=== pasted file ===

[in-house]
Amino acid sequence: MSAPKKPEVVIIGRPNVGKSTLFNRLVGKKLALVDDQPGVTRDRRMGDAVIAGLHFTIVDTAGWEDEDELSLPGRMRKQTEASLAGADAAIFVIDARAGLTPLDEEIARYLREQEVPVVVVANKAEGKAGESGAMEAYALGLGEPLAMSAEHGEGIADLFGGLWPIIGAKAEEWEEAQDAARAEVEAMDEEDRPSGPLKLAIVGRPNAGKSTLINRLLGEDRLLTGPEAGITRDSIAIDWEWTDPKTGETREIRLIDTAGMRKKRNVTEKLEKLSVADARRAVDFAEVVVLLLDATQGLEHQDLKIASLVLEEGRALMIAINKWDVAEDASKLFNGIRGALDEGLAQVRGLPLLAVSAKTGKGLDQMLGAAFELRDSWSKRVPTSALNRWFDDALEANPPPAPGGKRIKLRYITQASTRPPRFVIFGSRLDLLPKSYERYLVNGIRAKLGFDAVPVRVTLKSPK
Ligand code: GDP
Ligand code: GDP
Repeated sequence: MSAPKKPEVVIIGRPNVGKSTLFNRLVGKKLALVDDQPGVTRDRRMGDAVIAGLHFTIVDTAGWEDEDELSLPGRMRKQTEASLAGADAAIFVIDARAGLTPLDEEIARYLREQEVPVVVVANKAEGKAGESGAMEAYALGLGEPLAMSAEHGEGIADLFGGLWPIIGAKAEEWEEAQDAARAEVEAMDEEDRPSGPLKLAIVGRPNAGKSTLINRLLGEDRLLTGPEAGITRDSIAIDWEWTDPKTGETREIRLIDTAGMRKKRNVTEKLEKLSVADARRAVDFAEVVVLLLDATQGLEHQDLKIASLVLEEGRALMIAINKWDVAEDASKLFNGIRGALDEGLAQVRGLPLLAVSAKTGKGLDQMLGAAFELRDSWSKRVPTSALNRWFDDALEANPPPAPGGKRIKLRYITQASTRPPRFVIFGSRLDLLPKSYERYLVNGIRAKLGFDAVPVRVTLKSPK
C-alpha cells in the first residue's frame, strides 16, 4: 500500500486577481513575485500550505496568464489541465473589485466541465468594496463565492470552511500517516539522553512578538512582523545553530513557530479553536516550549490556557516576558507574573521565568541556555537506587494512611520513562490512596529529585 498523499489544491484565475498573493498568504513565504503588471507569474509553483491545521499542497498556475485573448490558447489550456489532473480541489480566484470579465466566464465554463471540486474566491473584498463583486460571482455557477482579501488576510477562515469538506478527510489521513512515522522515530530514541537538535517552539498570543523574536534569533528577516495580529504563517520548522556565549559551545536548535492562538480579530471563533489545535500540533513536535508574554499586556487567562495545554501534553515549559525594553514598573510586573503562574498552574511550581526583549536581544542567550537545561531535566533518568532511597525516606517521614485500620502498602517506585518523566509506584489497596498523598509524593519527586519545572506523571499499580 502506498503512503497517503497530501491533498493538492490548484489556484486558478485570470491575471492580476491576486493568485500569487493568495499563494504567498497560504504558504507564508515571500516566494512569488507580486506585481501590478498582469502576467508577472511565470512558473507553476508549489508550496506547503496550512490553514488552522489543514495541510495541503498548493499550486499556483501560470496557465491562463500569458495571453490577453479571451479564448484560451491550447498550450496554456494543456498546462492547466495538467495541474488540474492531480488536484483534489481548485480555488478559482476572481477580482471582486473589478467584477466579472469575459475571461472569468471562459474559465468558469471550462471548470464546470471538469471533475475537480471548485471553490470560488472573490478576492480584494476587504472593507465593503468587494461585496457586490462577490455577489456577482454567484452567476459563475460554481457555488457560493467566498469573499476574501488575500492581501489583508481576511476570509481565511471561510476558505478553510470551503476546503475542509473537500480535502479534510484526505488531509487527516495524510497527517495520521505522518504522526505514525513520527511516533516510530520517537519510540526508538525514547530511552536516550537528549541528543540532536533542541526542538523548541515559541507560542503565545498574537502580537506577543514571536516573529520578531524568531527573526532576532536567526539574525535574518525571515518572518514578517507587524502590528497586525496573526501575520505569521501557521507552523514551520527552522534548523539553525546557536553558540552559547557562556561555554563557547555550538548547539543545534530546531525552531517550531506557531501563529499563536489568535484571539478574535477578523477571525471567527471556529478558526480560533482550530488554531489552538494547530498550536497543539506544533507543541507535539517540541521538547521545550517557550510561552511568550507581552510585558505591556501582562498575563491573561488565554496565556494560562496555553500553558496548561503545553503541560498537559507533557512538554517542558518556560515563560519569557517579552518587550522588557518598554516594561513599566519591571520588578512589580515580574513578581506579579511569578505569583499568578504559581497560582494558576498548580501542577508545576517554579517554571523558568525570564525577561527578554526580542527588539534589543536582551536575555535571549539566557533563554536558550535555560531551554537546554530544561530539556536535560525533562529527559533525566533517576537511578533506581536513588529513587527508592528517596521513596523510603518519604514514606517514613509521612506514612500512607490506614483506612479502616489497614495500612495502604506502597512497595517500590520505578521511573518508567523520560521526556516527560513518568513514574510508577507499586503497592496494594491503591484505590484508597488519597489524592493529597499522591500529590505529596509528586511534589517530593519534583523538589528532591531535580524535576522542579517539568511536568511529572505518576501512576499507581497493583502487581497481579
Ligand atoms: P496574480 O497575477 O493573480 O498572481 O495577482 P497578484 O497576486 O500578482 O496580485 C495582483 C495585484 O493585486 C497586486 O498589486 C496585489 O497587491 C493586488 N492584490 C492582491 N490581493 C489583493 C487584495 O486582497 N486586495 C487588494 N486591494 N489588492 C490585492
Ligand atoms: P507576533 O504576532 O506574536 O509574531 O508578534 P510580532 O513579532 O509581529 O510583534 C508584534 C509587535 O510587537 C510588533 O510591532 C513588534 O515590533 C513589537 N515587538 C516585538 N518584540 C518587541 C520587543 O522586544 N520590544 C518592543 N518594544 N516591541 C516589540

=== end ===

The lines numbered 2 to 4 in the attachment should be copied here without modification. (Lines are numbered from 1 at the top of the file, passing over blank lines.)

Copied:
Amino acid sequence: MSAPKKPEVVIIGRPNVGKSTLFNRLVGKKLALVDDQPGVTRDRRMGDAVIAGLHFTIVDTAGWEDEDELSLPGRMRKQTEASLAGADAAIFVIDARAGLTPLDEEIARYLREQEVPVVVVANKAEGKAGESGAMEAYALGLGEPLAMSAEHGEGIADLFGGLWPIIGAKAEEWEEAQDAARAEVEAMDEEDRPSGPLKLAIVGRPNAGKSTLINRLLGEDRLLTGPEAGITRDSIAIDWEWTDPKTGETREIRLIDTAGMRKKRNVTEKLEKLSVADARRAVDFAEVVVLLLDATQGLEHQDLKIASLVLEEGRALMIAINKWDVAEDASKLFNGIRGALDEGLAQVRGLPLLAVSAKTGKGLDQMLGAAFELRDSWSKRVPTSALNRWFDDALEANPPPAPGGKRIKLRYITQASTRPPRFVIFGSRLDLLPKSYERYLVNGIRAKLGFDAVPVRVTLKSPK
Ligand code: GDP
Ligand code: GDP